NASA Harvest News
Producing 1/6 of the United States' corn and 1/7 of the nation's soybeans, Iowa is an agricultural powerhouse. This production translates to just under 23 million acres of land planted between the two crops for the 2020/21 season.

On August 10, 2020 this valuable cropland was stressed by a series of intense windstorms known as a derecho. With crops damaged over almost 1/3 of the state, quick and accurate information on the disaster became a top priority.

NASA Harvest responded to the crisis, utilizing synthetic aperture radar (SAR) satellite imagery to quickly evaluate conditions on the ground with analysis showing just under 2 million acres of corn and 600,000 acres of soybean damaged by the storm.

NASA Harvest's Dr. Mehdi Hosseini and Program Director Dr. Inbal Becker-Reshef recently spoke with Planet Watchers about this effort and the benefits that Earth observation technology brings to informing responses to disasters like the 2020 derecho.
NASA Harvest Partner Dr. Sergii Skakun recently co-authored a paper describing a new methodology for estimating agricultural wildfires in Ukraine. Dr. Skakun and his co-authors' novel method uses open-access EO data and estimate >30% more fires than previous EO-based methods and 95% more fires than ground-based surveys.
PCM's annual report includes a number of discoveries from their work with local farmers in the US Midwest, including: an analyses of the most profitable strategies for corn and soybean production, tillage application data and recommendations, nitrogen application information, and an evaluation of corn and soybean cover cropping.
Working with GEO's JECAM team, NASA Harvest's Dr. Mehdi Hosseini and Program Director Dr. Inbal Becker-Reshef recently developed a EO-based model for estimating agricultural leaf area index, a measure of crop productivity. Using only one predictor variable, the simplified model compared favorably with more complex models. Tested in various crop types and locations around the world, this method shows great promise for predicting crop productivity.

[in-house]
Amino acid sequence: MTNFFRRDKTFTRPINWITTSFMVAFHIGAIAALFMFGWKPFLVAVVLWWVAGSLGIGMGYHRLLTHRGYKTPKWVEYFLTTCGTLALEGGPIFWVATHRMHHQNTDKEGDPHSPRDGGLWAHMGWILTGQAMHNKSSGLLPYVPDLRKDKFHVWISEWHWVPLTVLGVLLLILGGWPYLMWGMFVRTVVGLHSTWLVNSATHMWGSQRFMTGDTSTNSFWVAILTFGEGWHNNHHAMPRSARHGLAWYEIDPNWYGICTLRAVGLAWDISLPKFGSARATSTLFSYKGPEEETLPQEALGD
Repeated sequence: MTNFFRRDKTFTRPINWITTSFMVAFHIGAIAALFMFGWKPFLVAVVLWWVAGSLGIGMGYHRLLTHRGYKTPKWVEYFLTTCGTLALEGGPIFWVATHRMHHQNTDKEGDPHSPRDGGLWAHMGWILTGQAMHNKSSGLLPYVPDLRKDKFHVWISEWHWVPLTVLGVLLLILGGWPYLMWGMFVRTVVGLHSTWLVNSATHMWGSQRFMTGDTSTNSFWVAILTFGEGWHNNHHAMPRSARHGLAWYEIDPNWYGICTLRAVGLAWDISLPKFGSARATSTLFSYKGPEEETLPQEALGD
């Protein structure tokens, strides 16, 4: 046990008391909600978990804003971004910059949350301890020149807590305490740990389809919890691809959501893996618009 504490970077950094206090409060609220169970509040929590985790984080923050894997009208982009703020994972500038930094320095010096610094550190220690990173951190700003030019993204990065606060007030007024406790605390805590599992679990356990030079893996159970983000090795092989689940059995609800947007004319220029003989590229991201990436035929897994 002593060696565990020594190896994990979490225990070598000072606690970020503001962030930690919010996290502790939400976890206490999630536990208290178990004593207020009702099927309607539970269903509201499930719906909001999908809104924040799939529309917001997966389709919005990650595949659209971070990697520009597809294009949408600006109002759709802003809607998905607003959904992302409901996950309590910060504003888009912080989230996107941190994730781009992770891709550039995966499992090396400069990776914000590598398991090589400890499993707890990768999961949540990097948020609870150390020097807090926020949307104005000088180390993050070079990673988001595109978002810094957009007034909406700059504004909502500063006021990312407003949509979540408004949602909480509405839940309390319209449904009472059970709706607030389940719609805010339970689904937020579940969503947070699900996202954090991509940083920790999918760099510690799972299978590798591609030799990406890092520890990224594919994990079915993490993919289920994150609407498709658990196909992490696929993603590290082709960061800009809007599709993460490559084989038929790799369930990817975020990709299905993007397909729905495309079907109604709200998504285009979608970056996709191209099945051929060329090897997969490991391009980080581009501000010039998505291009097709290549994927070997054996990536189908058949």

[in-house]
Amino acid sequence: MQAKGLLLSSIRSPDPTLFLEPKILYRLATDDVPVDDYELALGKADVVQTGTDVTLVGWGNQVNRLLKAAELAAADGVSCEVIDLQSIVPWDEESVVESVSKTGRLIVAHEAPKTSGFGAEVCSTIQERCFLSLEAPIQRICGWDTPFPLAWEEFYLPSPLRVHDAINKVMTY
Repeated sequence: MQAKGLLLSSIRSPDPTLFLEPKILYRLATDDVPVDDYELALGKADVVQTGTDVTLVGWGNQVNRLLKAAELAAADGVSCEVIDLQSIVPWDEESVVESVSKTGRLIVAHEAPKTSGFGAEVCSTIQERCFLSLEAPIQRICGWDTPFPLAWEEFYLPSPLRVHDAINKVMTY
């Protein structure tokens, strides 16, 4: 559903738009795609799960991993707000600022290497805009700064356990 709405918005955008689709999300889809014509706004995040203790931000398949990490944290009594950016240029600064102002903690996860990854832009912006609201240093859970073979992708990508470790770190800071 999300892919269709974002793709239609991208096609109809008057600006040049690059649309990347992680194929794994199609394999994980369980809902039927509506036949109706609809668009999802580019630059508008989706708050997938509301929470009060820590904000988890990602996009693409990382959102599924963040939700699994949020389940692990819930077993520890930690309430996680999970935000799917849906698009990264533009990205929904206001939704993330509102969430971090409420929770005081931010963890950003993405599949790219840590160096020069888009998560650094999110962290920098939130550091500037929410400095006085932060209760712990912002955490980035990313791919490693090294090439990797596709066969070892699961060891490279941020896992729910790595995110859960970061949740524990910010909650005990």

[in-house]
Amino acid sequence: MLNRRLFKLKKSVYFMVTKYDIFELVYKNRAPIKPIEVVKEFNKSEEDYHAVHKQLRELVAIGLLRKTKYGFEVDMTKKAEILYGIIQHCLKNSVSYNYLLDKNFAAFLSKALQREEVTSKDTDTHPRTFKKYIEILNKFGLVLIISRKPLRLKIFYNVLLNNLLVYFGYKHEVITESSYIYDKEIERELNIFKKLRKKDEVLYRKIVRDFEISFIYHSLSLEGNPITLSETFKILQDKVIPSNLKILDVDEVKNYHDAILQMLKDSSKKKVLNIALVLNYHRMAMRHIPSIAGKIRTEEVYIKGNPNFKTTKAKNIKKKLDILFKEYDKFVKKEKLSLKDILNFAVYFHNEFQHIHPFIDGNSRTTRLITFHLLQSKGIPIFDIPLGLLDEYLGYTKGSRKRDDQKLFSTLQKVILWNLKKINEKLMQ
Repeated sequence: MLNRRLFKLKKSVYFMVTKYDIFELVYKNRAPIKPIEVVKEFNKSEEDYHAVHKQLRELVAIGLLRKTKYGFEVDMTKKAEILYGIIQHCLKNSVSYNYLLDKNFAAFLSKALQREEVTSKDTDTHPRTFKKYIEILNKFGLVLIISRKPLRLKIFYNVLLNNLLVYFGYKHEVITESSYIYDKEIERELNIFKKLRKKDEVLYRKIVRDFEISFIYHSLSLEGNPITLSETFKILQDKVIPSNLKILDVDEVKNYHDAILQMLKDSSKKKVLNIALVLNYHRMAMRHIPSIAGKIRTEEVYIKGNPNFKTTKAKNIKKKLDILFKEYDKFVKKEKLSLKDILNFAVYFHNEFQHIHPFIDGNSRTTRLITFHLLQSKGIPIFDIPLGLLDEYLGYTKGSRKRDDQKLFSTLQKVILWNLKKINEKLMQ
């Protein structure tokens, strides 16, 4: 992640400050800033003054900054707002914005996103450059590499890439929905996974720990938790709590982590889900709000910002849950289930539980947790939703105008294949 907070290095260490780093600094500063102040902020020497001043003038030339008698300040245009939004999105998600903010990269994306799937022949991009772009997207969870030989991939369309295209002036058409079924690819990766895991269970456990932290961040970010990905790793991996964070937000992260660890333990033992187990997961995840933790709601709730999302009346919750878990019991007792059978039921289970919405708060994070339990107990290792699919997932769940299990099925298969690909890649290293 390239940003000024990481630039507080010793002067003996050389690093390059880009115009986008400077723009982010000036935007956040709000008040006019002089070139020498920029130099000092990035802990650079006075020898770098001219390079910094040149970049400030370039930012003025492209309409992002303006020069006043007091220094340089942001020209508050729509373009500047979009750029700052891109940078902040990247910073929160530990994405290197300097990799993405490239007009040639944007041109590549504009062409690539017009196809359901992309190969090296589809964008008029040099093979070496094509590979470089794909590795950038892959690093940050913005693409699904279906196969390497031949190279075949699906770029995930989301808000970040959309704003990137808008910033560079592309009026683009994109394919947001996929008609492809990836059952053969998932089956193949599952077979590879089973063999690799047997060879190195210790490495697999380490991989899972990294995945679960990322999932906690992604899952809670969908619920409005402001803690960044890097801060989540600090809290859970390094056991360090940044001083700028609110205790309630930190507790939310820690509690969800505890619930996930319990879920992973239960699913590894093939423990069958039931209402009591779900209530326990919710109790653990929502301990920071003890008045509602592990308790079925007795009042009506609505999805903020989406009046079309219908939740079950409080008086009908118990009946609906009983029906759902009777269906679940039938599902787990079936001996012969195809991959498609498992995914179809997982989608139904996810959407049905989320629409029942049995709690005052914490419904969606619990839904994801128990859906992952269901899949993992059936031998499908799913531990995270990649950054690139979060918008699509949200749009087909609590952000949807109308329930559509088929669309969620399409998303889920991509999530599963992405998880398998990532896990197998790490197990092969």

NASA Harvest Partner Dr. Kaiyu Guan has been named one of 31 Finalists for the 2021 Blavatnik National Award for his work utilizing arth observation data and machine learning to improve agricultural carbon, water and nutrient management. Dr. Guan’s creation of a 20-year dataset enabling daily snapshots of global farmland has allowed for improved historical modeling as well as current monitoring of agricultural environmental impacts and carbon emissions. 
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Upcoming Events
The International Society for Photogrammetry and Remote Sensing (ISPRS) will be hosting its 2021 Congress online this year. The meeting convenes every four years and provides a platform for Society members, as well as other PRS researchers by invitation, to present recent advances in the field. Delayed from the initial 2020 meeting, the 2021 meeting has gone virtual. NASA Harvest’s Mehdi Hosseini will be presenting on Harvest’s efforts analyzing crop conditions post-Iowa derecho in August 2020. Visit the ISPRS website for additional meeting information.
IGARSS 2021 Symposium will focus on crossing the borders that exist between countries and research institutes; different collection platforms; data sources; and disciplines. In an attempt to increase accessibility, IGARSS has created an online platform that will run concurrently with the in-person events in Brussels. More info can be found here.
SERVIR Amazonia is hosting a series of talks focusing on women in the geospatial workspace. The series includes three webinars between June and August. The first meeting took place in June and focused on women in leadership positions in geospatial organizations. Upcoming talks will cover "Perspectives from Indigenous Women" (July) and "Networking and Mentoring Approaches" (August). In addition to the webinars, S has created a self-paced online course covering technical and "power skills" training. A competitive in-person fellowship for 2022 is also available with applications opening soon. Information on the webinar series, online course, and fellowship can be found on the SERVIR Amazonia project site.